Book Review: Invisible Girl by Lisa Jewell

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Oh Good Lord ! This book is so messed up ! everyone is crazy in here. Even the animals in this book is crazy. Holy Molly ! I think I need a therapy after this. Why? because after everything that happens in the book, I loved this book and on the other hand I want to bury this book six feet under so that I don’t have to be reminded of the dark and painful stuff that went on in the book. This is also a good sign to show how heavily the book impacts. Its very raw and almost like an injection. You know the needle is going to hurt you but in the end it is also what will cure you.

Invisible Girl Book Synopsis

The author of the “rich, dark, and intricately twisted” (Ruth Ware, New York Times bestselling author) The Family Upstairs returns with another taut and white-knuckled thriller following a group of people whose lives shockingly intersect when a young woman disappears. 

Owen Pick’s life is falling apart.

In his thirties, a virgin, and living in his aunt’s spare bedroom, he has just been suspended from his job as a geography teacher after accusations of sexual misconduct, which he strongly denies. Searching for professional advice online, he is inadvertently sucked into the dark world of incel—involuntary celibate—forums, where he meets the charismatic, mysterious, and sinister Bryn.

Across the street from Owen lives the Fours family, headed by mom Cate, a physiotherapist, and dad Roan, a child psychologist. But the Fours family have a bad feeling about their neighbor Owen. He’s a bit creepy and their teenaged daughter swears he followed her home from the train station one night.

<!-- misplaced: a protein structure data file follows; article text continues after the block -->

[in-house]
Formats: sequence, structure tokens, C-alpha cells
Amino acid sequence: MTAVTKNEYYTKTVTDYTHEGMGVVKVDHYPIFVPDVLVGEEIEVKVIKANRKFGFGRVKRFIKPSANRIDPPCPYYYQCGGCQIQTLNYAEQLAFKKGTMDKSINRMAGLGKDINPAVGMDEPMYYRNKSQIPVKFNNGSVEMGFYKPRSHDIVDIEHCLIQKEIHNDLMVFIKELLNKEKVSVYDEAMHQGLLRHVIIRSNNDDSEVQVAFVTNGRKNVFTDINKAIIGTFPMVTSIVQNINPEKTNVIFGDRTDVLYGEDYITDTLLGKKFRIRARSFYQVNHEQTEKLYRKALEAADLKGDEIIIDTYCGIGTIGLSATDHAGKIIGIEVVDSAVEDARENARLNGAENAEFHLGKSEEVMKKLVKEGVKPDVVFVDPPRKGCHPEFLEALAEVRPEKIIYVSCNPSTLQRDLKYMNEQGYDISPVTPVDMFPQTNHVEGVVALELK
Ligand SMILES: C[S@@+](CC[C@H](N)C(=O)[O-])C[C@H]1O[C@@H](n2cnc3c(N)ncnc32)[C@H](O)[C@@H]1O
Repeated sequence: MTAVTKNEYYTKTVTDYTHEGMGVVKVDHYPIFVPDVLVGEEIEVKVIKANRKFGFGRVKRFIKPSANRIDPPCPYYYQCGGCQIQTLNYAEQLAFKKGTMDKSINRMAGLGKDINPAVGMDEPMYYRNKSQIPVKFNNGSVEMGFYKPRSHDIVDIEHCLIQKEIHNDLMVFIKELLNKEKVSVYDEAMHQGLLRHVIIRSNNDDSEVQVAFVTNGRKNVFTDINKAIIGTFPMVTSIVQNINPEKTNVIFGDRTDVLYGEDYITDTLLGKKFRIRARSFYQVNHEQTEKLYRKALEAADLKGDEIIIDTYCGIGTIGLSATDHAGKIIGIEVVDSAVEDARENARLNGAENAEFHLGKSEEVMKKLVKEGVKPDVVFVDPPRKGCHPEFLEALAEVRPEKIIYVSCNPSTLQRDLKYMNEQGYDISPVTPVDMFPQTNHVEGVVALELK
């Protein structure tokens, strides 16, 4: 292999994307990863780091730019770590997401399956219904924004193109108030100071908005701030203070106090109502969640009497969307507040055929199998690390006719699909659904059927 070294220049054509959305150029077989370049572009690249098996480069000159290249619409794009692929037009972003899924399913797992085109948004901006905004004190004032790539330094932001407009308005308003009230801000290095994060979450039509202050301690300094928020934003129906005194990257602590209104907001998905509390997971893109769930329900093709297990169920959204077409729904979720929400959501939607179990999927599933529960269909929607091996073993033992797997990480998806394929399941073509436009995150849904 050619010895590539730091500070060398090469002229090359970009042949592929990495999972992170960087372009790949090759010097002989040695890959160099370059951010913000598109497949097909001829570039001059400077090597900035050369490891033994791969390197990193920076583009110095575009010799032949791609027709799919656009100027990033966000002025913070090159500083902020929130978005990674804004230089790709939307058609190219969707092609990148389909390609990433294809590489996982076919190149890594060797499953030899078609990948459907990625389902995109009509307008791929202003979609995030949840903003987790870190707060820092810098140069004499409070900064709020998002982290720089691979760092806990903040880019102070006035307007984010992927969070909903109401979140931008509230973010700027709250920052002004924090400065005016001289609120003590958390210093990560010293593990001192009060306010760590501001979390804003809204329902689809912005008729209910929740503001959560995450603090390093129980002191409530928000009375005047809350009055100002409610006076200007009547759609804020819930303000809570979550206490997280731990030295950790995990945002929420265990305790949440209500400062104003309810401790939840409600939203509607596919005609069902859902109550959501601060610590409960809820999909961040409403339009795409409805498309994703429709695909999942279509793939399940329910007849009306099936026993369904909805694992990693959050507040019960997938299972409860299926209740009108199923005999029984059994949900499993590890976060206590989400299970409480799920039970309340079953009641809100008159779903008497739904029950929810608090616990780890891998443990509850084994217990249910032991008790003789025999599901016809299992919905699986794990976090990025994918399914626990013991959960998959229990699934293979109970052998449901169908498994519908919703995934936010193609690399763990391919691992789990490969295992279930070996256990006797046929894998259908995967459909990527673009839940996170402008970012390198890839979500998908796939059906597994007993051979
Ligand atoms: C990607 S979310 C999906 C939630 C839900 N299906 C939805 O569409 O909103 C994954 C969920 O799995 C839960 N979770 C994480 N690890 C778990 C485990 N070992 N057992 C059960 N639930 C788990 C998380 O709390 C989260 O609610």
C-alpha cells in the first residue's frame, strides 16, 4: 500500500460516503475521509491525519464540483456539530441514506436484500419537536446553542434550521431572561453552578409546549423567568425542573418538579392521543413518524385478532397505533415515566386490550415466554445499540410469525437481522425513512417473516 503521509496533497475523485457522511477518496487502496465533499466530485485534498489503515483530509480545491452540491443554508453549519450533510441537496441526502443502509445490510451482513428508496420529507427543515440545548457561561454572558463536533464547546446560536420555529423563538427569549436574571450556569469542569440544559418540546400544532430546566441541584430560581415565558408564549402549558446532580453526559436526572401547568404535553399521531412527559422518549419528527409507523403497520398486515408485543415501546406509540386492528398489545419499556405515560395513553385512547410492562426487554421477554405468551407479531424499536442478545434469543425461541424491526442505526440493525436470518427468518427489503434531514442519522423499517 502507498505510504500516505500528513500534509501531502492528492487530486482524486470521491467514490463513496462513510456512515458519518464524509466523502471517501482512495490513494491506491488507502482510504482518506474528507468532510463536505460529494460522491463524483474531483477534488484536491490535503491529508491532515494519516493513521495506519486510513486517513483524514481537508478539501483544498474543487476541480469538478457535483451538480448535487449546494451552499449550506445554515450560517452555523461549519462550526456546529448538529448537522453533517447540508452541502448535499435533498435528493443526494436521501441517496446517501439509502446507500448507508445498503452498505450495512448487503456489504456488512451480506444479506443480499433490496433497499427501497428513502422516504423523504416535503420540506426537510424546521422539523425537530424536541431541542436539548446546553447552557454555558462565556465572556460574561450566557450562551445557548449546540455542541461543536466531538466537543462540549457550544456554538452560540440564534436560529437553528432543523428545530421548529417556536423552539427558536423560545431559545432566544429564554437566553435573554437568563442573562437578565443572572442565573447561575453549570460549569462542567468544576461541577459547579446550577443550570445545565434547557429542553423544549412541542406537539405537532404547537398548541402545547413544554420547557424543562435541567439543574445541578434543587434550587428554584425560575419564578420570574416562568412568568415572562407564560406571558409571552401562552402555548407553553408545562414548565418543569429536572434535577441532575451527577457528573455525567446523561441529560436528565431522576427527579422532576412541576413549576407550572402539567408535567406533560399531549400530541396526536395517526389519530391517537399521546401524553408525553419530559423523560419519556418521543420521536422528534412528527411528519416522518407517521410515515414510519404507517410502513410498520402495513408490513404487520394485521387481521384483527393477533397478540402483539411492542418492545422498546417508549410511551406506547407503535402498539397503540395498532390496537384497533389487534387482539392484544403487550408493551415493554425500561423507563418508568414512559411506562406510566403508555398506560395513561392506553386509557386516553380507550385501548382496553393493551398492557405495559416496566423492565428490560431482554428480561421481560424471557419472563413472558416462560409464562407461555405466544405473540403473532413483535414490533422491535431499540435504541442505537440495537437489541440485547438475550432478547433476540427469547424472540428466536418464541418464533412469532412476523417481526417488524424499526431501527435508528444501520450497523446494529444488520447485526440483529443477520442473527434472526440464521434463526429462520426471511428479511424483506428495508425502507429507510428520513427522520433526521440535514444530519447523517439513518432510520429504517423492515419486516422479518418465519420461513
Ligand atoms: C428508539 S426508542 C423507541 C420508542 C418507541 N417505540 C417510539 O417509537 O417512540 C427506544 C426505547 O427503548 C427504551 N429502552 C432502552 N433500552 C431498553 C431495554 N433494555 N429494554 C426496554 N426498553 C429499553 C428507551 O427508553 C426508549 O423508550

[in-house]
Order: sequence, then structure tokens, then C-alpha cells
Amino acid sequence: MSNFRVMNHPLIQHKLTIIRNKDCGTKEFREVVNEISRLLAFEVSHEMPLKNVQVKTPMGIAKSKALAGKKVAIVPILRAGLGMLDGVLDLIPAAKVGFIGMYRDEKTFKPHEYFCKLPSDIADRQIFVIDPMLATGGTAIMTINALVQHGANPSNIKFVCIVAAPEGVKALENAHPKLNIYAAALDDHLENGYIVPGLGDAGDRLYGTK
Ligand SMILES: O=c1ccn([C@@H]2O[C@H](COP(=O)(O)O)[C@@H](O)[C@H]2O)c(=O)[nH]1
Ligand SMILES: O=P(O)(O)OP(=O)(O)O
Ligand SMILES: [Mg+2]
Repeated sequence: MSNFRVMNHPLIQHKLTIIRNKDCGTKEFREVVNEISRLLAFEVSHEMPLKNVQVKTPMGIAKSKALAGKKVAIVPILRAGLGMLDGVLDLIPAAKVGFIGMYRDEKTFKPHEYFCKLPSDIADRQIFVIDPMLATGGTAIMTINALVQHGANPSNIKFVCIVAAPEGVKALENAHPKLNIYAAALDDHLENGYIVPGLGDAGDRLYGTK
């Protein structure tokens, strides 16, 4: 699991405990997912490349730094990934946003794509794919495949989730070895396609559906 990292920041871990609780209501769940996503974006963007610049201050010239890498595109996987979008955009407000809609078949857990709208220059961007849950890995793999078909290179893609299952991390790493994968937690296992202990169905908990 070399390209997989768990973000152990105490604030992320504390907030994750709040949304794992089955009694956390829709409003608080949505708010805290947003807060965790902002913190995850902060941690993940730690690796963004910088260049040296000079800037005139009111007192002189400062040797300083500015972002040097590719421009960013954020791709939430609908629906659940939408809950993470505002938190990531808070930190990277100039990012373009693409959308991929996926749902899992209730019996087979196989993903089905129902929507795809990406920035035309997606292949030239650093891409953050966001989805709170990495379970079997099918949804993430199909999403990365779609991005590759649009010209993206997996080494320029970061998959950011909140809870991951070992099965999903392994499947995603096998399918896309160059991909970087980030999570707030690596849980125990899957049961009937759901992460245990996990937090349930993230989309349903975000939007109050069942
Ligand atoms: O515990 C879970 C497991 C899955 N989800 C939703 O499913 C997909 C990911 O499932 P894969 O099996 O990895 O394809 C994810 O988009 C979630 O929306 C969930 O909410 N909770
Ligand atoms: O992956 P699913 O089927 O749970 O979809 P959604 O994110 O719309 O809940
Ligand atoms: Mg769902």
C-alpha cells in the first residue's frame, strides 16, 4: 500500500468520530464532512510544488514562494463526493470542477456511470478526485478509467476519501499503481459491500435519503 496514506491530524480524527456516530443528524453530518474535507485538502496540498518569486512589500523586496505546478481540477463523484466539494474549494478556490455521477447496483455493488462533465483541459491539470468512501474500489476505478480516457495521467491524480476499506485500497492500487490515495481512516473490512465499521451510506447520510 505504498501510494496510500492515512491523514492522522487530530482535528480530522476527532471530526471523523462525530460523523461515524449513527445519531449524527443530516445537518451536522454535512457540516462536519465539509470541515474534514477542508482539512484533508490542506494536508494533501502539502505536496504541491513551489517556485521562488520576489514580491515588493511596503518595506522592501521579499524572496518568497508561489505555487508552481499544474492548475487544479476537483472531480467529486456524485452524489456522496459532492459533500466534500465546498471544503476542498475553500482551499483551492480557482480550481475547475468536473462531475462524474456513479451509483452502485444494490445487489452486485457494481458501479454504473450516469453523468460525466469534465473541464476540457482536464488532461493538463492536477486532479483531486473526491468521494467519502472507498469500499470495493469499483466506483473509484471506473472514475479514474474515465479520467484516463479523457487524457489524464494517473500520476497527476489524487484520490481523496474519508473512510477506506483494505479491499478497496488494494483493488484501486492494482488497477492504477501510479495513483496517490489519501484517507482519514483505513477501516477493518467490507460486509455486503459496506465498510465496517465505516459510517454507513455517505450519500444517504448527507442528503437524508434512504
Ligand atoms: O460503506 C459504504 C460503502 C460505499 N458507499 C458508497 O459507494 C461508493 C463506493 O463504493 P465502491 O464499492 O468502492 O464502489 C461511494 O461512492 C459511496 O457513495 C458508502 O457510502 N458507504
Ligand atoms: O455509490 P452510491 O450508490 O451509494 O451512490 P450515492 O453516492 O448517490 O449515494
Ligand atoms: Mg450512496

Meanwhile, young Saffyre Maddox spent three years as a patient of Roan Fours. Feeling abandoned when their therapy ends, she searches for other ways to maintain her connection with him, following him in the shadows and learning more than she wanted to know about Roan and his family. Then, on Valentine’s night, Saffyre Maddox disappears—and the last person to see her alive is Owen Pick.

With evocative, vivid, and unputdownable prose and plenty of disturbing twists and turns, Jewell’s latest thriller is another “haunting, atmospheric, stay-up-way-too-late read” (Megan Miranda, New York Times bestselling author).

Invisible Girl RWAT Take

This book sort of makes us realise that the world has become a messed up place. Humans in general have become so volatile and sensitive that even tiniest embers sparks volcanoes. Reading this book made me wonder as to how terribly close to fire we all are walking everyday. It is a picture as to how we as a society have become so inhumane and too quick to judge others.

You can’t get away from this book with ease of mind. My brain as I finished reading this book was ..and has not been.. in the right place. Those who have read the book might understand when I say that I literally don’t know how to gauge this book.

Conclusion

If you gauge this one based on the very realistic and a smooth story arc, then this is spot on. The book is very sharp with how it tugs the emotions of its readers. Its spot on when it moves one incident to next with such intensity and seamlessly that you feel like standing by the sidelines watching everything happening.

It is bad if you gauge on basis of the trigger warning it might come with. This book is not gentle and brings out some of the most horrific triggers and sides of human

But admittedly its a gripping tale which really hits home and that too painfully.

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